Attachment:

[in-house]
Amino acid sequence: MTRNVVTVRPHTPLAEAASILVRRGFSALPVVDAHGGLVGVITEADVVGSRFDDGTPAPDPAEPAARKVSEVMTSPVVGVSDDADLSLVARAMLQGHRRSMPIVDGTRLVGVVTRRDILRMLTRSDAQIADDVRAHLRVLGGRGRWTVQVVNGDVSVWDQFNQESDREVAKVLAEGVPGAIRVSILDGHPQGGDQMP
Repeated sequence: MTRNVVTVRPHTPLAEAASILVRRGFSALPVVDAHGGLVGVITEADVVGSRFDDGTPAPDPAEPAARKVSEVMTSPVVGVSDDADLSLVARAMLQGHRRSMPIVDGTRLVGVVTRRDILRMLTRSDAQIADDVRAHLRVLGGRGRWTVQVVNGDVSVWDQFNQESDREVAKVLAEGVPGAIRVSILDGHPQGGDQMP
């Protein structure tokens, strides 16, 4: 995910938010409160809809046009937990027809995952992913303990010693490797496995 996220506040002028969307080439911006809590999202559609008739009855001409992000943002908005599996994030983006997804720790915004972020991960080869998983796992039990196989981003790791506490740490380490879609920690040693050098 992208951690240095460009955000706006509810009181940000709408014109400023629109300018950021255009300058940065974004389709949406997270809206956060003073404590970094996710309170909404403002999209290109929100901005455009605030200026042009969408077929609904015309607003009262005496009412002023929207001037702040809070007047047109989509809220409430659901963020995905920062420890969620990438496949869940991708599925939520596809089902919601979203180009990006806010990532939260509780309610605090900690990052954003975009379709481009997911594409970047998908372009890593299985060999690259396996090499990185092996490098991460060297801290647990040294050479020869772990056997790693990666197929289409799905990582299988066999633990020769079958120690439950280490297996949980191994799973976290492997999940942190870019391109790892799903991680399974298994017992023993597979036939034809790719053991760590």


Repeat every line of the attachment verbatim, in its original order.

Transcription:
[in-house]
Amino acid sequence: MTRNVVTVRPHTPLAEAASILVRRGFSALPVVDAHGGLVGVITEADVVGSRFDDGTPAPDPAEPAARKVSEVMTSPVVGVSDDADLSLVARAMLQGHRRSMPIVDGTRLVGVVTRRDILRMLTRSDAQIADDVRAHLRVLGGRGRWTVQVVNGDVSVWDQFNQESDREVAKVLAEGVPGAIRVSILDGHPQGGDQMP
Repeated sequence: MTRNVVTVRPHTPLAEAASILVRRGFSALPVVDAHGGLVGVITEADVVGSRFDDGTPAPDPAEPAARKVSEVMTSPVVGVSDDADLSLVARAMLQGHRRSMPIVDGTRLVGVVTRRDILRMLTRSDAQIADDVRAHLRVLGGRGRWTVQVVNGDVSVWDQFNQESDREVAKVLAEGVPGAIRVSILDGHPQGGDQMP
């Protein structure tokens, strides 16, 4: 995910938010409160809809046009937990027809995952992913303990010693490797496995 996220506040002028969307080439911006809590999202559609008739009855001409992000943002908005599996994030983006997804720790915004972020991960080869998983796992039990196989981003790791506490740490380490879609920690040693050098 992208951690240095460009955000706006509810009181940000709408014109400023629109300018950021255009300058940065974004389709949406997270809206956060003073404590970094996710309170909404403002999209290109929100901005455009605030200026042009969408077929609904015309607003009262005496009412002023929207001037702040809070007047047109989509809220409430659901963020995905920062420890969620990438496949869940991708599925939520596809089902919601979203180009990006806010990532939260509780309610605090900690990052954003975009379709481009997911594409970047998908372009890593299985060999690259396996090499990185092996490098991460060297801290647990040294050479020869772990056997790693990666197929289409799905990582299988066999633990020769079958120690439950280490297996949980191994799973976290492997999940942190870019391109790892799903991680399974298994017992023993597979036939034809790719053991760590």